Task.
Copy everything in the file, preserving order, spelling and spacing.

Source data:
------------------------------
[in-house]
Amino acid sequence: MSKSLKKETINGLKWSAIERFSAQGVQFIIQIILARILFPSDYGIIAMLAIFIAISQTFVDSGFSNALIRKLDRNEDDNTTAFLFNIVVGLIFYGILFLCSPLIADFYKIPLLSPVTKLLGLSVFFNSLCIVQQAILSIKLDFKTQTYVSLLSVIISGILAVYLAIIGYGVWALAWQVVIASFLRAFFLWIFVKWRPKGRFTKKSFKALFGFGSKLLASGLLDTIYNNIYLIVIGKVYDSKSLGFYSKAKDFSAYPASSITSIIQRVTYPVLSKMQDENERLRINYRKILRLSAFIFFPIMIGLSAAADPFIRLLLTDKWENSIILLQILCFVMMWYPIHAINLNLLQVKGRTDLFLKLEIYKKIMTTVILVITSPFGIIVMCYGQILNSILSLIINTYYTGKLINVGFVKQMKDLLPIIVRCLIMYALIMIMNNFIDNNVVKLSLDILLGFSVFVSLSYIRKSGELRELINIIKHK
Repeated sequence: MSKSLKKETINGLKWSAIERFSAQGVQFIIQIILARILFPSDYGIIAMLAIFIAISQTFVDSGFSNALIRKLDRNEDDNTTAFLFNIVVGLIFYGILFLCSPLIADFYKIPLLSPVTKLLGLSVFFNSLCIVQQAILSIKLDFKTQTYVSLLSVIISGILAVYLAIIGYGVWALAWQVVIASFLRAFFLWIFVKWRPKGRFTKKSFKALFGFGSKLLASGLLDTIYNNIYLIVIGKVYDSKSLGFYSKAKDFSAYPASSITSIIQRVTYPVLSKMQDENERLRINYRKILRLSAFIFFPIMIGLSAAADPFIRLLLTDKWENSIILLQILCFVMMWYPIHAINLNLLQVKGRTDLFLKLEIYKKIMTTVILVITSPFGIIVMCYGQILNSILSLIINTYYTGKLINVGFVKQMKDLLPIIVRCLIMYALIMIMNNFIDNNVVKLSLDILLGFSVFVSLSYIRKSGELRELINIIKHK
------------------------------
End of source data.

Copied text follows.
[in-house]
Amino acid sequence: MSKSLKKETINGLKWSAIERFSAQGVQFIIQIILARILFPSDYGIIAMLAIFIAISQTFVDSGFSNALIRKLDRNEDDNTTAFLFNIVVGLIFYGILFLCSPLIADFYKIPLLSPVTKLLGLSVFFNSLCIVQQAILSIKLDFKTQTYVSLLSVIISGILAVYLAIIGYGVWALAWQVVIASFLRAFFLWIFVKWRPKGRFTKKSFKALFGFGSKLLASGLLDTIYNNIYLIVIGKVYDSKSLGFYSKAKDFSAYPASSITSIIQRVTYPVLSKMQDENERLRINYRKILRLSAFIFFPIMIGLSAAADPFIRLLLTDKWENSIILLQILCFVMMWYPIHAINLNLLQVKGRTDLFLKLEIYKKIMTTVILVITSPFGIIVMCYGQILNSILSLIINTYYTGKLINVGFVKQMKDLLPIIVRCLIMYALIMIMNNFIDNNVVKLSLDILLGFSVFVSLSYIRKSGELRELINIIKHK
Repeated sequence: MSKSLKKETINGLKWSAIERFSAQGVQFIIQIILARILFPSDYGIIAMLAIFIAISQTFVDSGFSNALIRKLDRNEDDNTTAFLFNIVVGLIFYGILFLCSPLIADFYKIPLLSPVTKLLGLSVFFNSLCIVQQAILSIKLDFKTQTYVSLLSVIISGILAVYLAIIGYGVWALAWQVVIASFLRAFFLWIFVKWRPKGRFTKKSFKALFGFGSKLLASGLLDTIYNNIYLIVIGKVYDSKSLGFYSKAKDFSAYPASSITSIIQRVTYPVLSKMQDENERLRINYRKILRLSAFIFFPIMIGLSAAADPFIRLLLTDKWENSIILLQILCFVMMWYPIHAINLNLLQVKGRTDLFLKLEIYKKIMTTVILVITSPFGIIVMCYGQILNSILSLIINTYYTGKLINVGFVKQMKDLLPIIVRCLIMYALIMIMNNFIDNNVVKLSLDILLGFSVFVSLSYIRKSGELRELINIIKHK